Patrice Desilets is the charming creative director on Assassin’s Creed II. Despite having worked at Ubisoft Montreal for over ten years now, it is the first sequel he’s ever been involved with. Let’s find out how he decided to follow-up one of this console generation’s best-selling games.
My chat with Patrice begins with me relating how at E3 this year I’d asked fellow Ubisoft Montreal creative director Maxime Béland to describe his game, Splinter Cell: Conviction, in just one word.
“Panther,” Maxime had said back then, without pausing to think.
I tell Patrice I thought that one word encapsulated everything that was different about Conviction, compared to the previous games. So I ask Patrice if he had one word for Assassin’s Creed II. At first, he looks a little surprised.
“Two,” he says, after a few moments.
Two? I repeat.
“No, really. Two. Because for me it’s my first sequel.”
I was surprised to learn that, after serving as creative director on Prince of Persia: Sands of Time, Patrice did not work on any of that game’s successors. After Sands of Time shipped he went straight to work on the first Assassin’s Creed. So how did he approach making a sequel for the very first time?
“Everything that was in the first one is still there,” said Patrice. “We wanted worked on the pillars of the game, making them better, getting rid of the frustration, and we wanted to change the main character. It’s the real sequel; it’s not 1.5, it’s not more of the same.
“It really is Assassin’s Creed TWO,” he says, emphasising that word again, before smiling. “I’m sorry I don’t have as good a word as Max.”
Patrice then shoots down my suggestion that perhaps Assassin’s Creed II is everything he wanted the first game to be.
“No,” he says, firmly. “The first game was a game about a warrior monk during the Crusades, and that was the game we wanted to make. Going to Italy is not something we wanted to do in the first game. Did we learn? Did we come back with some ideas for which we didn’t have the time? For sure. But it’s not the game I wanted to make in the first place.”
The games industry can have a strange attitude towards sequel, and so can the fans. We see developers deliberately changing the mood or tone between sequels, as Ubisoft themselves did with the choice to make the Prince darker and carry more attitude in Warrior Within. Yet at other times, we see sequels arrive where, really, very little seems to have changed.
“Sometimes we react in the games industry a lot,” says Patrice. “You give the game to the world and you take the feedback. I wanted to do a sequel and so I said to the team, ‘Look, we’re going to change a lot of stuff, but it still has to be part of the overall [Assassin’s Creed series] .’
“I don’t know why in the games industry, we change so much between sequels. But not all of us do it. You look at the Japanese, once they establish something they like to repeat it. Look at someting like Metal Gear Solid and you can feel pretty confident about the pillars, but it is the story that will change.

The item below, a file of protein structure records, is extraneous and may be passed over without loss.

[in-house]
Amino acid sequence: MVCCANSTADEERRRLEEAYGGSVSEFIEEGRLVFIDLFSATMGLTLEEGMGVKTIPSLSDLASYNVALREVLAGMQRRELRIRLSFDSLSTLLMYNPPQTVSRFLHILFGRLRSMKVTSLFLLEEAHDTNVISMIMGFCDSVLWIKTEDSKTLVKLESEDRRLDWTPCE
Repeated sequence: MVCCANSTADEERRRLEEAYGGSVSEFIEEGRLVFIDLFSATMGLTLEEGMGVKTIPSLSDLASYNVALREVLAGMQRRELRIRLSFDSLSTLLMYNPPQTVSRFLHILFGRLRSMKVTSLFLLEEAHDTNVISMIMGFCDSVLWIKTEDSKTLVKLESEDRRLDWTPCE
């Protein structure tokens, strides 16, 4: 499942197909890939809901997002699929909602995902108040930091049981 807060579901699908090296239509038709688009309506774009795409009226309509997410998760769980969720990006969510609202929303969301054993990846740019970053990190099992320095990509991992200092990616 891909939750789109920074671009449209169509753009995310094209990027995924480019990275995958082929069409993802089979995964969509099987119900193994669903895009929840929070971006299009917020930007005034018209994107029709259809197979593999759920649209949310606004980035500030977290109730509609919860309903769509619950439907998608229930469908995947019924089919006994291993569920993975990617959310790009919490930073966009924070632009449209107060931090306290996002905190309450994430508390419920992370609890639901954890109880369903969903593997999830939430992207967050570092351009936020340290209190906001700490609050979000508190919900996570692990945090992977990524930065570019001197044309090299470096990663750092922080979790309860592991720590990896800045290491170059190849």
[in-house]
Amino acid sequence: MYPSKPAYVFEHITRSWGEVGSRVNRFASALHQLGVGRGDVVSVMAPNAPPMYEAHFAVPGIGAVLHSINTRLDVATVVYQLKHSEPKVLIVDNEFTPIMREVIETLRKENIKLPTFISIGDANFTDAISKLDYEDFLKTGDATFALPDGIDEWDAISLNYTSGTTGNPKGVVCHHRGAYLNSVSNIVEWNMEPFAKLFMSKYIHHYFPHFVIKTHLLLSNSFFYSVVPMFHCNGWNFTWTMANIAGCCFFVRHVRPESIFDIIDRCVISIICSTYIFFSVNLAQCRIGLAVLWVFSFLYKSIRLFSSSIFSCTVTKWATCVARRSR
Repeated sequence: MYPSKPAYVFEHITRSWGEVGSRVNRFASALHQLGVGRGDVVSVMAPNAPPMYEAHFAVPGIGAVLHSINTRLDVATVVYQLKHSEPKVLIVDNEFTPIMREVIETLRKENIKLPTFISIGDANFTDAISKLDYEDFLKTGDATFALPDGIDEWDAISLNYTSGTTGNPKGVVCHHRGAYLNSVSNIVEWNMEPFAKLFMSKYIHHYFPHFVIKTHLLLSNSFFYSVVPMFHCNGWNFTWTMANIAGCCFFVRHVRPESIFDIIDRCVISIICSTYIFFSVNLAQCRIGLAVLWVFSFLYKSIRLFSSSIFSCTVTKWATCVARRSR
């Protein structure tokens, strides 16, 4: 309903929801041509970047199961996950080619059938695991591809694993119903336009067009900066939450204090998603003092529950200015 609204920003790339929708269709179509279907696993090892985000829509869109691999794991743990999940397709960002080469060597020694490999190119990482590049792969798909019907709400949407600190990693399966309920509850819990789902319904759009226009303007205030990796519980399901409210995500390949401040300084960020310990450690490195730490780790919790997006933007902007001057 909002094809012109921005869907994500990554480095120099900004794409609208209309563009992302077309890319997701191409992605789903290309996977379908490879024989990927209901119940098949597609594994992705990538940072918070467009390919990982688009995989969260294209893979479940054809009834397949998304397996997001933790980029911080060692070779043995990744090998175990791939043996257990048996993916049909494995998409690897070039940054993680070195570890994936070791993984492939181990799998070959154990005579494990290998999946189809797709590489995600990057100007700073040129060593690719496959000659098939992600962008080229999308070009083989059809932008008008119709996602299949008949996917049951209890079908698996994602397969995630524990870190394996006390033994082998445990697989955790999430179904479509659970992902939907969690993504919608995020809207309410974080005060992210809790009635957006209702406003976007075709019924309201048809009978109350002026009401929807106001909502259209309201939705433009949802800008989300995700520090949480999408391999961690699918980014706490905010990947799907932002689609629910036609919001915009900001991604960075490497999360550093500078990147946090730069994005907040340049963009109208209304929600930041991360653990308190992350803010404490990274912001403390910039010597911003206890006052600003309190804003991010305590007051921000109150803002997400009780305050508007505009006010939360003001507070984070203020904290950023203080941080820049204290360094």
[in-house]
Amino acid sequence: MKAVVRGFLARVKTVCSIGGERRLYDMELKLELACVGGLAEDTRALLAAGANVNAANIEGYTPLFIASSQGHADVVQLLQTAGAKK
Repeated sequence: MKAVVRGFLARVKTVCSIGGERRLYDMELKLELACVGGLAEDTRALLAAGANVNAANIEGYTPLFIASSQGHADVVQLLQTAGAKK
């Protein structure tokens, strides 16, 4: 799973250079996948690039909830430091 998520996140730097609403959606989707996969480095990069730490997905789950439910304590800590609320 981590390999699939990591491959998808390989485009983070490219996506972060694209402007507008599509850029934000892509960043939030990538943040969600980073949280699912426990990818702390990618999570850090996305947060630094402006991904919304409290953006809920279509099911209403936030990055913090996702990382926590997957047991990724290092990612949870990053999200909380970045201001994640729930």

“Here it is like that too,” he says. “The story will change, but the pillars are pretty much the same. The character moves the same, we kept the control scheme. We kept this idea of having an ancestor and we kept Desmond as the guy in the present. We kept the basic core mechanic of the fights, the free-running, the climbing. But we did put some stuff aside.”
Patrice wasn’t shy when it came to changing major aspects of the first, such as the entire structure. The first game was all about numbers, he tells me. There were three cities divided into three districts where you had to do six investigations and eventually carry out nine assassinations. It was all very regimented and predictable, exposing the bare framework of the game and pulling you out of the experience.
“The structure of the first game is gone,” confirms Patrice. “We went for a more organic, more narratively driven game structure.”
In large part, this is because the new assassin, Ezio, is a very different person to Altair, the original game’s protagonist. Where Altair remained apart from society, Ezio is very much a part of his. As such, his story weaves through the cities he travels to and people he meets along the way.
“In the first one it was this monk warrior who had no life at all except killing people and the creed was really important to him,” says Patrice, explaining the difference between the two characters. “Now, Ezio, he’s got a life. He knows people, he is part of society.
“The first one was very serious, maybe too much. But here we’re making jokes, there is some comic relief. For example, in the relationship between Ezio and Leonardo Da Vinci, they’re friends, they act like friends. It’s not like [adopts serious voice]’Oh, you’re Ezio the assassin and you’re Leonardo, the most intelligent person on earth.’ No. One time Ezio is pissed off at Leo and he’ll say ‘Oh, look, he’s trying to invent some piece of shit!’ You know, they’re real people… except he doesn’t say ‘piece of shit’ because all the swearing is in Italian!”
“When you see it,” he continues, “you’ll feel that maybe we went in a different direction. But I think it’s because we’re not talking about the same guy. So, for sure, that different guy in that different period of time has given us different ideas. It has nothing to do with a reaction to the first one; it’s just that Ezio is not Altair, and Altair is not Ezio.
“But it’s still an Assassin’s Creed game. You’ll still do viewpoints… there’s a bunch of stuff like that that repeats, that are good. You’ll still do the ‘leap of faith’ because it’s fun. Ezio is not Altair, but he’s got it in his blood.”
It appears that Patrice and his team have really taken on board criticism of the weaknesses of the first game, while at the same time amplifying its strengths. The outward appearance may seem different, but underneath that Assassin’s Creed blood still flows. Isn’t that what we really want from a sequel?